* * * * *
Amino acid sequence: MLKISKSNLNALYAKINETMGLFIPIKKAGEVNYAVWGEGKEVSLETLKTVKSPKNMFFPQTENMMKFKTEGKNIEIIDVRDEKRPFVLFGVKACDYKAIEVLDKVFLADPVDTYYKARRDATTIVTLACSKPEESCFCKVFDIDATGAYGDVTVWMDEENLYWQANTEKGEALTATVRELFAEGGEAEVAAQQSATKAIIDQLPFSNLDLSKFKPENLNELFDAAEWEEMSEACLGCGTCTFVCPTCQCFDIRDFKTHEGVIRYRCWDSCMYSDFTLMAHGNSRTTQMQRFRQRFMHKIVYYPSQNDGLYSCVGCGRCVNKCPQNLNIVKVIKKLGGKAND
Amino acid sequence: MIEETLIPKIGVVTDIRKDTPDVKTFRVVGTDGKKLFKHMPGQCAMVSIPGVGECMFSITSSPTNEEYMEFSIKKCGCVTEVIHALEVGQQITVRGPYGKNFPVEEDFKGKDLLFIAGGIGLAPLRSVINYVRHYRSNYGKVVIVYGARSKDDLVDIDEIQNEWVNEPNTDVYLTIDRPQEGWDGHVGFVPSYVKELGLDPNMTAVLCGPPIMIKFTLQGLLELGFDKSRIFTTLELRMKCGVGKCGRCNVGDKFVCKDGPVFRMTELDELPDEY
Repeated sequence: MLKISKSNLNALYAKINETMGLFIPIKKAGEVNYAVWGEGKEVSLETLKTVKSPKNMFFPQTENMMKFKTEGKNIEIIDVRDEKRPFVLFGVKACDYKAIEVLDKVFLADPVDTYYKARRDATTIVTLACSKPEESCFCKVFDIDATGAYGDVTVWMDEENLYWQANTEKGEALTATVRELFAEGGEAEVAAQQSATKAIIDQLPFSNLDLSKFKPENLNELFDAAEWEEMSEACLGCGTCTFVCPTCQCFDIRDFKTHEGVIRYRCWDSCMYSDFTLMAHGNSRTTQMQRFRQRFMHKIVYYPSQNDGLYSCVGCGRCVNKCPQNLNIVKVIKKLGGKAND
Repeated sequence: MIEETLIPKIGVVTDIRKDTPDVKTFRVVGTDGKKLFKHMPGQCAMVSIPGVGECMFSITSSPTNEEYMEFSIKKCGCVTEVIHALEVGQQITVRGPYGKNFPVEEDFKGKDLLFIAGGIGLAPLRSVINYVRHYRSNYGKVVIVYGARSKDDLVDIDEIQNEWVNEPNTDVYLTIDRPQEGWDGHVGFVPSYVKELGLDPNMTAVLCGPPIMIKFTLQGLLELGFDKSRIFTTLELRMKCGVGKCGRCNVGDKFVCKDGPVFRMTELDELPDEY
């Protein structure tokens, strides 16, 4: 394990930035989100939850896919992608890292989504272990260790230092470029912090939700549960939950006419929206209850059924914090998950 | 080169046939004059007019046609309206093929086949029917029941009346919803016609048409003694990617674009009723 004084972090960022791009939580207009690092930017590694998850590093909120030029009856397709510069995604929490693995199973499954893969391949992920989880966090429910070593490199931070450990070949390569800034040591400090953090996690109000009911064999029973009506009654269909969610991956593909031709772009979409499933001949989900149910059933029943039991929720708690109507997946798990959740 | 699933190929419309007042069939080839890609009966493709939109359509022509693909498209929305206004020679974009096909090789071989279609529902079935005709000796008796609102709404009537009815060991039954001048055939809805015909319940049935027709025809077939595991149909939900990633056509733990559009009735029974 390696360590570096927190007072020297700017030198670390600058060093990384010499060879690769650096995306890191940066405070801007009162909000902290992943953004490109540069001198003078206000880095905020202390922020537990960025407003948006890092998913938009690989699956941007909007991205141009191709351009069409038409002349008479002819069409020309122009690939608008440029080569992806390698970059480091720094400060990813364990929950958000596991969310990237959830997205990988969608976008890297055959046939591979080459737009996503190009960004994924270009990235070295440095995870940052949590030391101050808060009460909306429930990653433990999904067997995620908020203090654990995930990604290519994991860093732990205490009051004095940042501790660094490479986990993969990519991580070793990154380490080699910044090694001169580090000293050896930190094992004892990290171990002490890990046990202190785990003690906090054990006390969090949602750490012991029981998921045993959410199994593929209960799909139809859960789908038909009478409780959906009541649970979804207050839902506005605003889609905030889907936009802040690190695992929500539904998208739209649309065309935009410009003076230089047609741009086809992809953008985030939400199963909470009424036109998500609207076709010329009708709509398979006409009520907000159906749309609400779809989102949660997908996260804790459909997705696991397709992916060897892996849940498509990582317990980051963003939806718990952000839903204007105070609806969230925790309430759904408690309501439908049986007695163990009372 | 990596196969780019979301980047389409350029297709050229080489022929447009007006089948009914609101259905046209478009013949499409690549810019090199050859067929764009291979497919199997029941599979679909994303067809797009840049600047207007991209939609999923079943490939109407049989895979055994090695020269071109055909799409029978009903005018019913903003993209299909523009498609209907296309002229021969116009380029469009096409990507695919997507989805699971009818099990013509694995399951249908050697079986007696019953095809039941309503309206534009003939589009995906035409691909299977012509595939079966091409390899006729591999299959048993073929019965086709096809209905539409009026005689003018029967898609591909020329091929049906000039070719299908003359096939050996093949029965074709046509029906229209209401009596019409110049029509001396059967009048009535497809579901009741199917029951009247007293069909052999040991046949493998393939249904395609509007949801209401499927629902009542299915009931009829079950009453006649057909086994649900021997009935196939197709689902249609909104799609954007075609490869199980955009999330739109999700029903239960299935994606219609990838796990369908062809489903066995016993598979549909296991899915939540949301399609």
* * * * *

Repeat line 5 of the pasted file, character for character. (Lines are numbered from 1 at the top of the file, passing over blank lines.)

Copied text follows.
């Protein structure tokens, strides 16, 4: 394990930035989100939850896919992608890292989504272990260790230092470029912090939700549960939950006419929206209850059924914090998950 | 080169046939004059007019046609309206093929086949029917029941009346919803016609048409003694990617674009009723 004084972090960022791009939580207009690092930017590694998850590093909120030029009856397709510069995604929490693995199973499954893969391949992920989880966090429910070593490199931070450990070949390569800034040591400090953090996690109000009911064999029973009506009654269909969610991956593909031709772009979409499933001949989900149910059933029943039991929720708690109507997946798990959740 | 699933190929419309007042069939080839890609009966493709939109359509022509693909498209929305206004020679974009096909090789071989279609529902079935005709000796008796609102709404009537009815060991039954001048055939809805015909319940049935027709025809077939595991149909939900990633056509733990559009009735029974 390696360590570096927190007072020297700017030198670390600058060093990384010499060879690769650096995306890191940066405070801007009162909000902290992943953004490109540069001198003078206000880095905020202390922020537990960025407003948006890092998913938009690989699956941007909007991205141009191709351009069409038409002349008479002819069409020309122009690939608008440029080569992806390698970059480091720094400060990813364990929950958000596991969310990237959830997205990988969608976008890297055959046939591979080459737009996503190009960004994924270009990235070295440095995870940052949590030391101050808060009460909306429930990653433990999904067997995620908020203090654990995930990604290519994991860093732990205490009051004095940042501790660094490479986990993969990519991580070793990154380490080699910044090694001169580090000293050896930190094992004892990290171990002490890990046990202190785990003690906090054990006390969090949602750490012991029981998921045993959410199994593929209960799909139809859960789908038909009478409780959906009541649970979804207050839902506005605003889609905030889907936009802040690190695992929500539904998208739209649309065309935009410009003076230089047609741009086809992809953008985030939400199963909470009424036109998500609207076709010329009708709509398979006409009520907000159906749309609400779809989102949660997908996260804790459909997705696991397709992916060897892996849940498509990582317990980051963003939806718990952000839903204007105070609806969230925790309430759904408690309501439908049986007695163990009372 | 990596196969780019979301980047389409350029297709050229080489022929447009007006089948009914609101259905046209478009013949499409690549810019090199050859067929764009291979497919199997029941599979679909994303067809797009840049600047207007991209939609999923079943490939109407049989895979055994090695020269071109055909799409029978009903005018019913903003993209299909523009498609209907296309002229021969116009380029469009096409990507695919997507989805699971009818099990013509694995399951249908050697079986007696019953095809039941309503309206534009003939589009995906035409691909299977012509595939079966091409390899006729591999299959048993073929019965086709096809209905539409009026005689003018029967898609591909020329091929049906000039070719299908003359096939050996093949029965074709046509029906229209209401009596019409110049029509001396059967009048009535497809579901009741199917029951009247007293069909052999040991046949493998393939249904395609509007949801209401499927629902009542299915009931009829079950009453006649057909086994649900021997009935196939197709689902249609909104799609954007075609490869199980955009999330739109999700029903239960299935994606219609990838796990369908062809489903066995016993598979549909296991899915939540949301399609």